At Littlemoor, a liberty adjoining Iffley and belonging to it, there was formerly a priory of Benedictine nuns; it was founded in the reign of Henry II., and was among the smaller religious houses suppressed by a papal bull in the reign of Henry VIII. It was given to Wolsey towards founding his new college in Oxford. Considerable portions of the building were standing in the last century, and some still remain.
Iffley Church Font.
Just by Iffley there is a very picturesque mill and weir on a branch of the river; and a mile or so lower is a large paper-manufactory called Lock's mill, which is by no means picturesque. The scenery onwards is varied and pleasant. The banks are well clothed with foliage, and the easy windings of the river afford a constant succession of agreeable prospects. The uplands are thickly sprinkled with villas and residences, embowered among lofty trees, and speaking aloud of the graceful enjoyments of genteel life. On the river numbers of light wherries and cutters glide swiftly by, and stout horses tow briskly along the gaily painted pleasure-boats, from which as they pass break the sounds of soft or merry music, or the light laughter of hearts at ease. Altogether our river perhaps nowhere else presents such an air of graceful and holiday cheerfulness. On a bright summer's afternoon it has hardly the semblance of belonging to this hard-working country of ours.
And there before us are the pleasant groves of Nuneham-Courtnay, with Oxford holiday-seekers of all classes the most favourite resort. And no wonder. It lies at an easy distance from the city, being about five miles by the road, and not more than seven by the river; and as the row to it is one of the pleasantest on the Thames, few make an aquatic excursion from Oxford without Nuneham serving as the goal; and it deserves the favour in which it is held. Few parts of the river are pleasanter, and fewer of the parks along its banks are so beautiful in themselves, or afford so rich a variety of views. Some have not scrupled to assert that it is the most beautiful place by the Thames, but this is an exaggeration which its loveliness does not need.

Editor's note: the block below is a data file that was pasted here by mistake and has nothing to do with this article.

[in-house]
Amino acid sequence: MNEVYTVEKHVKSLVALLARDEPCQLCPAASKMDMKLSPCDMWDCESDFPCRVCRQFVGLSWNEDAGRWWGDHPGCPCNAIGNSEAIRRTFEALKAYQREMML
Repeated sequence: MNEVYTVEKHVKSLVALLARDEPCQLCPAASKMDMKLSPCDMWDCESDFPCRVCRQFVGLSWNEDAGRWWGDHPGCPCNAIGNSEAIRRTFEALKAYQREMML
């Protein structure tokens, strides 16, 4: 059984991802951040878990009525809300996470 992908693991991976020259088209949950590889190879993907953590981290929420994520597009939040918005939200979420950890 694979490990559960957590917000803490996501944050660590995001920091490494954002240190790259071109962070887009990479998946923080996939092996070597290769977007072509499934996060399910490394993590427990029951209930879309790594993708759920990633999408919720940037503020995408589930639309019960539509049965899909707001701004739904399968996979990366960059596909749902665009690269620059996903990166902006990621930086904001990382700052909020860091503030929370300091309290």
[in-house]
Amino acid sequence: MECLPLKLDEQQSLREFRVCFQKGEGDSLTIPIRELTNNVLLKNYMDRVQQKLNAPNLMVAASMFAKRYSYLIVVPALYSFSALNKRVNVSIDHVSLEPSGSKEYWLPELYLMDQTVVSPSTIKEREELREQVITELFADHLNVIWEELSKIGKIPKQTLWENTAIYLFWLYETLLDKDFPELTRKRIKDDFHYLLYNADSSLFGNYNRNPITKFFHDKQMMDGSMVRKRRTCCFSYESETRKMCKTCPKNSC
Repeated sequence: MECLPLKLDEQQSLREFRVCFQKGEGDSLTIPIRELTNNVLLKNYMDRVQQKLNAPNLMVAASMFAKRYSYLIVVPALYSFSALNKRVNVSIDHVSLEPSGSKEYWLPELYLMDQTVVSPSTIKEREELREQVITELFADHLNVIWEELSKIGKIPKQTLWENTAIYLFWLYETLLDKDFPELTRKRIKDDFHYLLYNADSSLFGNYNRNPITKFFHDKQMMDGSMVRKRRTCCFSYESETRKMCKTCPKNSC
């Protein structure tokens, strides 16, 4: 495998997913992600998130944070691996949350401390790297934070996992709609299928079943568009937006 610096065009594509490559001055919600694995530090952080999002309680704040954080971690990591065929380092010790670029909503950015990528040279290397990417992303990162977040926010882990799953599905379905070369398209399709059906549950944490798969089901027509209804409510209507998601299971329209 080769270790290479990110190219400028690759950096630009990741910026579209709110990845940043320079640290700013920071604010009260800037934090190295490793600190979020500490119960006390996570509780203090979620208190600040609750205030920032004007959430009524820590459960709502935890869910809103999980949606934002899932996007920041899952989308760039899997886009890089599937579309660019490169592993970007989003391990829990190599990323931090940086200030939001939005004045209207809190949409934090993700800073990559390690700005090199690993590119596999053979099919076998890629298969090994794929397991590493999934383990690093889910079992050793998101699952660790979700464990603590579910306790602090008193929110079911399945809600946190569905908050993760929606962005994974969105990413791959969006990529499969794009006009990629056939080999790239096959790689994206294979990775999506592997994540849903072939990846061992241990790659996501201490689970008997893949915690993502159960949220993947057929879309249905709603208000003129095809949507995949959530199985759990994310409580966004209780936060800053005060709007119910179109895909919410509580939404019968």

We must stay awhile here. Its history is soon told. At the Domesday Survey it belonged to Richard de Curci.* It afterwards passed to the
* So says the Earl of Harcourt in his 'Account of Nuneham ;' but from the terms of Domesday-Book it rather apfamily of the Riparys, or Redvars: Mary, youngest daughter of William de Redvars, Earl of Devon (surnamed Harcourt), married, in 1214, Robert de Courtenay, Baron of Okehampton, by which marriage the manor was probably transferred to the Courtnays, and thence assumed the name of Nuneham-Courtnay. From them it passed through several hands, till, in 1710, it was purchased for 17,000/., by Simon, first Earl of Harcourt, and Lord Chancellor of England. It is now the property of the present Archbishop of York, who assumed the name of Harcourt upon succeeding to the Harcourt estates on failure of the male line.
The house is not remarkable for beauty or picturesqueness, but it has a somewhat imposing effect from its size, and the simplicity of its form. It was erected by the first earl from a design by Leadbeater, but underwent much alteration and enlargement under the superintendence of Brown during the time of the second earl. It consists of a rather handsome stone front, uniting by curved corridors to projecting wings; the back-front is ditferent in character, having a bold bow-window in the centre, supported by Ionic columns. The rooms are described as being numerous, spacious, and of good proportions, being elegantly decorated and furnished, and containing an extensive collection of sculpture, paintings, and other works of art and objects of virtu. The paintings are mostly by the old masters; the modern pictures are principally by English artists, and amateurs of rank. Among them are several portraits of persons illustrious for their victories by
pears that the property of De Curci ■was Newnham-Murren, near Wallingford.